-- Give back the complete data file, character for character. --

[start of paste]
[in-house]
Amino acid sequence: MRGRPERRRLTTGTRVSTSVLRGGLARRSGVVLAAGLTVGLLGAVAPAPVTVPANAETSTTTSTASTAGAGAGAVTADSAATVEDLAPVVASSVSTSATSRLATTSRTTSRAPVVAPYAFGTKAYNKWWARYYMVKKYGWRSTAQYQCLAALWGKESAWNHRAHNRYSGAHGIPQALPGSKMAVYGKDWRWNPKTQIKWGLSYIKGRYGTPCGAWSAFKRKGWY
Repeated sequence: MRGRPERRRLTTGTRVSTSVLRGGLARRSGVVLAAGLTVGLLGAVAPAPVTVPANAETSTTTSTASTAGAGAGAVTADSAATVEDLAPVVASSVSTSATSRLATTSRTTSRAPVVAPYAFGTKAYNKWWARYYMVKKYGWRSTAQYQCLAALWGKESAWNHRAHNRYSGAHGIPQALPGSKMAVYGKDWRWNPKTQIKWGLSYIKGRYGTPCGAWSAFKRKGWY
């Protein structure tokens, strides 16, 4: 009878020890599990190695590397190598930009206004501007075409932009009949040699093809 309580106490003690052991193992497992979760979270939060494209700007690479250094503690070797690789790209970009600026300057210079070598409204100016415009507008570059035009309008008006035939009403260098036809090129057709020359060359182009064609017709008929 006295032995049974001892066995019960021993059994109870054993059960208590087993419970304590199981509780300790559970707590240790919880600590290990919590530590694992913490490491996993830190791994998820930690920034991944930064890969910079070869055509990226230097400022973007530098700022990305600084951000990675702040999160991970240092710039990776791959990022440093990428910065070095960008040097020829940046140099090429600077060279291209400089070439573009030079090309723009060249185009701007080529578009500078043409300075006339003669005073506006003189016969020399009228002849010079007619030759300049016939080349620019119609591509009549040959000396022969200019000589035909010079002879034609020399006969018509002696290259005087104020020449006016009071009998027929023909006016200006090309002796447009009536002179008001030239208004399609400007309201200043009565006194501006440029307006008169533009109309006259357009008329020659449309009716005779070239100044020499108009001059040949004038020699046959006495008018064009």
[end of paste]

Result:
[in-house]
Amino acid sequence: MRGRPERRRLTTGTRVSTSVLRGGLARRSGVVLAAGLTVGLLGAVAPAPVTVPANAETSTTTSTASTAGAGAGAVTADSAATVEDLAPVVASSVSTSATSRLATTSRTTSRAPVVAPYAFGTKAYNKWWARYYMVKKYGWRSTAQYQCLAALWGKESAWNHRAHNRYSGAHGIPQALPGSKMAVYGKDWRWNPKTQIKWGLSYIKGRYGTPCGAWSAFKRKGWY
Repeated sequence: MRGRPERRRLTTGTRVSTSVLRGGLARRSGVVLAAGLTVGLLGAVAPAPVTVPANAETSTTTSTASTAGAGAGAVTADSAATVEDLAPVVASSVSTSATSRLATTSRTTSRAPVVAPYAFGTKAYNKWWARYYMVKKYGWRSTAQYQCLAALWGKESAWNHRAHNRYSGAHGIPQALPGSKMAVYGKDWRWNPKTQIKWGLSYIKGRYGTPCGAWSAFKRKGWY
């Protein structure tokens, strides 16, 4: 009878020890599990190695590397190598930009206004501007075409932009009949040699093809 309580106490003690052991193992497992979760979270939060494209700007690479250094503690070797690789790209970009600026300057210079070598409204100016415009507008570059035009309008008006035939009403260098036809090129057709020359060359182009064609017709008929 006295032995049974001892066995019960021993059994109870054993059960208590087993419970304590199981509780300790559970707590240790919880600590290990919590530590694992913490490491996993830190791994998820930690920034991944930064890969910079070869055509990226230097400022973007530098700022990305600084951000990675702040999160991970240092710039990776791959990022440093990428910065070095960008040097020829940046140099090429600077060279291209400089070439573009030079090309723009060249185009701007080529578009500078043409300075006339003669005073506006003189016969020399009228002849010079007619030759300049016939080349620019119609591509009549040959000396022969200019000589035909010079002879034609020399006969018509002696290259005087104020020449006016009071009998027929023909006016200006090309002796447009009536002179008001030239208004399609400007309201200043009565006194501006440029307006008169533009109309006259357009008329020659449309009716005779070239100044020499108009001059040949004038020699046959006495008018064009």